(Douglass, 328.) This reveals the self-conscious relation of Appendix to main text, it's very inclusion highlighting the need Douglass felt to clarify his religious convictions. Such a necessity is indicative of a self-conscious struggle within Narrative of the Life to maintain a coherent "voice" while simultaneously conforming to prescribed notions of slave-narrative form. Abolitionist rhetoric, also, brought pressure to bear upon Douglass' approach, his patrons always a factor in the formulation of so overtly political a text. Douglass' mentor, William Lloyd Garrison, and Wendell Phil... ... middle of paper ... ...arrative of the Life of Frederick Douglass, An American Slave.
The Interesting Narrative of the Life of Olaudah Equiano or Gustavus Vassa, the African, Edited by Henry Louis Gates, Jr., Penguin Group Publishing, New York, 1987. Hughes, Langston, Milton Meltzon. A Pictorial History of the Negro and America, New York: Crown, 1968. O'Neale Sondra. "Olaudah Equiano," Dictionary of Literary Biography, American Writers of the Early Republic, ed.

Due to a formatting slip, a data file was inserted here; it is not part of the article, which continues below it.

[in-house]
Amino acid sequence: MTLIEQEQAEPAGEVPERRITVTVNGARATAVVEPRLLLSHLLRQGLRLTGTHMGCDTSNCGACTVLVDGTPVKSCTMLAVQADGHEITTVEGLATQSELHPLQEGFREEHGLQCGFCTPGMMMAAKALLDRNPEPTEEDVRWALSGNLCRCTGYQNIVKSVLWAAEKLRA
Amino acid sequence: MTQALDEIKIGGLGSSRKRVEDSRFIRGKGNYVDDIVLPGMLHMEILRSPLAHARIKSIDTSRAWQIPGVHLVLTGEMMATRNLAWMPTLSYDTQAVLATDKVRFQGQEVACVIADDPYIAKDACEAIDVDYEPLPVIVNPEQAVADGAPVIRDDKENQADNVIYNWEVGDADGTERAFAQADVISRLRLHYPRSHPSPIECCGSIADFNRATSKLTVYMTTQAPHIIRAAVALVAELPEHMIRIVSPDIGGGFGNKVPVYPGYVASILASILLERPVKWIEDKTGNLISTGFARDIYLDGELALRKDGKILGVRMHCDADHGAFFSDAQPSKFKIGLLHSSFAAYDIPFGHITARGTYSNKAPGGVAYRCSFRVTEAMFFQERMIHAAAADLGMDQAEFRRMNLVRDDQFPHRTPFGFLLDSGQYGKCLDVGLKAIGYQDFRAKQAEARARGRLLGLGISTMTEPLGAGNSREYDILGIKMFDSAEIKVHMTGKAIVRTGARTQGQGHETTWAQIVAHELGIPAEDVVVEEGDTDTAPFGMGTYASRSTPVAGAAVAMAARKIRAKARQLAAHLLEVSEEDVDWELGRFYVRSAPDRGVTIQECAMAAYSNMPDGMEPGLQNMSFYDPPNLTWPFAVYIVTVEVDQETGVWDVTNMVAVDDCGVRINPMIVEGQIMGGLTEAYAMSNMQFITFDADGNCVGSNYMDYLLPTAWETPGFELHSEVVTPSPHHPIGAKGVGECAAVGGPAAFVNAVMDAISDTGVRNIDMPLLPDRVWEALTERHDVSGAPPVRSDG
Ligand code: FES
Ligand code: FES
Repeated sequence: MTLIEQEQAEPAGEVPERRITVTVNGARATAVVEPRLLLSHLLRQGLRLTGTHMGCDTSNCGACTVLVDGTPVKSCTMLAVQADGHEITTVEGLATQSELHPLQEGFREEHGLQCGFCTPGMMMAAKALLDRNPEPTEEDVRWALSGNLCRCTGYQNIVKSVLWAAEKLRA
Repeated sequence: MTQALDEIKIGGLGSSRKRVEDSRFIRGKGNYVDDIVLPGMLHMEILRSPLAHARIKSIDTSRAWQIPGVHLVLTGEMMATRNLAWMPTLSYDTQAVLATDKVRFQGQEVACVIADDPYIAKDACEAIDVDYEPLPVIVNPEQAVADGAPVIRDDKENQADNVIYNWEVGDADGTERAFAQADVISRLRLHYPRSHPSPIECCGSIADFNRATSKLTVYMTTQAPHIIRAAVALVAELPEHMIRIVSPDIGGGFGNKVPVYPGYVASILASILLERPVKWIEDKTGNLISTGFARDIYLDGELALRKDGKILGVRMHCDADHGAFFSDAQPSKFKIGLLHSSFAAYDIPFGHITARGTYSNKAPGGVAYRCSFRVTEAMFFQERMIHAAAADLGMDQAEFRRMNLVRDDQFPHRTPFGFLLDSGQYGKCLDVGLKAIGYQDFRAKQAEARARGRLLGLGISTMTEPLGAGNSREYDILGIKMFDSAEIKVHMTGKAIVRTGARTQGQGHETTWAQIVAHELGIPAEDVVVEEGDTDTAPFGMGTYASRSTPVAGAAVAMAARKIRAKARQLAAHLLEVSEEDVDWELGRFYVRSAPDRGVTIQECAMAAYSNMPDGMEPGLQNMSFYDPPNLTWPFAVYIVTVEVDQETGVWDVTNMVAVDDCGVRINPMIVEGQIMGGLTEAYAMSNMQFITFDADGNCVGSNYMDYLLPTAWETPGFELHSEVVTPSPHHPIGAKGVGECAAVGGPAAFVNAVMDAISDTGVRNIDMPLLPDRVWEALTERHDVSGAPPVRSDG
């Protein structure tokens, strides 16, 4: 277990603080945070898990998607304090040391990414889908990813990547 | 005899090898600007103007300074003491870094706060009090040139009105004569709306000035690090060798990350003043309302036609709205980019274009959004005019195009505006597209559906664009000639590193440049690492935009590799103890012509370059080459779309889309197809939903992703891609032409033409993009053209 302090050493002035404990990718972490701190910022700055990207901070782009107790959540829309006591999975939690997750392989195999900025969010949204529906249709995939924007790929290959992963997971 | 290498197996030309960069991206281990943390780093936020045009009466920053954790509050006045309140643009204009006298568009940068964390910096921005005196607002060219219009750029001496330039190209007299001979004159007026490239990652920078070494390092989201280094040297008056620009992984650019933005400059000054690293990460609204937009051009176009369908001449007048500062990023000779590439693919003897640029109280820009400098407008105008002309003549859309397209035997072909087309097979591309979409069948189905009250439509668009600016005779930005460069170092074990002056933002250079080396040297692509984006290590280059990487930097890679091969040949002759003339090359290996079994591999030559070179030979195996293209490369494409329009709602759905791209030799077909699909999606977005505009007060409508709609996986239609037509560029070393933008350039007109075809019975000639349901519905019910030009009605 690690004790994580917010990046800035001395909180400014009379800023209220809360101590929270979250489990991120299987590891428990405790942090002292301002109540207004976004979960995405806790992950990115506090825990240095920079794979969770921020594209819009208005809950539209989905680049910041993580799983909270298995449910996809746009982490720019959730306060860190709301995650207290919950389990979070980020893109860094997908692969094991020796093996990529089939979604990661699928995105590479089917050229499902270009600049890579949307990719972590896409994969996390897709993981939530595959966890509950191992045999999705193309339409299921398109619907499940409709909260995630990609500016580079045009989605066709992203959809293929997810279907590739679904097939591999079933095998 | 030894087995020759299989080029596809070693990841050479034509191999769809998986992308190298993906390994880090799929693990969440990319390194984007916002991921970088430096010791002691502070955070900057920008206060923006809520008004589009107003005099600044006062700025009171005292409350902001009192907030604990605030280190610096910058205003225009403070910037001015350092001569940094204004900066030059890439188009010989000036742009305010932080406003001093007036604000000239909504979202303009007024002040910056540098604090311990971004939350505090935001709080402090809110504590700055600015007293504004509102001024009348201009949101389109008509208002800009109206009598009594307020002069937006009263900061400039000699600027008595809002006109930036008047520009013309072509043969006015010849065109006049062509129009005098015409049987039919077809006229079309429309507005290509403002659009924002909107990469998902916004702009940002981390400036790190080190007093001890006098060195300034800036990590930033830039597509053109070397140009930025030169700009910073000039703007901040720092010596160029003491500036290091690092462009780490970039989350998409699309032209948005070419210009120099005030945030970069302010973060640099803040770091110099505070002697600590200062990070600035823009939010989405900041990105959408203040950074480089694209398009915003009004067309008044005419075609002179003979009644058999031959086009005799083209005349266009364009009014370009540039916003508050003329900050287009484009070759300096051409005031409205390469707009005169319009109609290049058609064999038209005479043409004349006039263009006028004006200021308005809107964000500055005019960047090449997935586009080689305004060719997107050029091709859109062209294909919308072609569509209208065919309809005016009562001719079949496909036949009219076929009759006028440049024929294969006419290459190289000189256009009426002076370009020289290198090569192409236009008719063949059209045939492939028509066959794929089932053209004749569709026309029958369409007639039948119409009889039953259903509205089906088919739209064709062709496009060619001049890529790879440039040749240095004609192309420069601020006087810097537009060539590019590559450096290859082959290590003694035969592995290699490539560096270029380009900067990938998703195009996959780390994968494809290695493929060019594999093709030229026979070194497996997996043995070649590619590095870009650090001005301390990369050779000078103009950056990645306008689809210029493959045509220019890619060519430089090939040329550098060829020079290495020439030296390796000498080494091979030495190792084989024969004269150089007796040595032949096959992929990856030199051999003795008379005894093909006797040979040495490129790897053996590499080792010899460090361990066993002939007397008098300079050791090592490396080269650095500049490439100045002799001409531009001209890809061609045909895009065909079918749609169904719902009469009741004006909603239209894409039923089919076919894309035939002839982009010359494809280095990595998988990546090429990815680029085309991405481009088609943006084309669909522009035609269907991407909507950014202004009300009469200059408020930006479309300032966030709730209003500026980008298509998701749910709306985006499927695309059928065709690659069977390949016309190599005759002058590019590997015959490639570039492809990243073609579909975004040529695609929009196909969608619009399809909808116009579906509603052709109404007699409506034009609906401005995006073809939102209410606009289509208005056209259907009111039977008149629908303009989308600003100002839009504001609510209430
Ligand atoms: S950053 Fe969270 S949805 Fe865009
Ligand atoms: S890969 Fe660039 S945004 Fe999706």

Narrative of the Life of Frederick Douglass. The Classic Slave Narratives. Ed. Henry Louis Gates, Jr. New York: Penguin Group, 1987. Gates, Henry Louis, Jr. Introduction.
Freedom Riders: 1961 and the Struggle for Racial Justice. New york: Oxford University Press. 165. 25. L. Krenn,M (1999).
In Journal of Interdisciplinary History, 30:3 (1999), pp. 475-481. Creel, M. W., review of S. Stuckey, Slave Culture: Nationalist Theory and the Foundations of Black America. New York: Oxford University Press, 1987. In Journal of American History, 75:4 (1989), pp.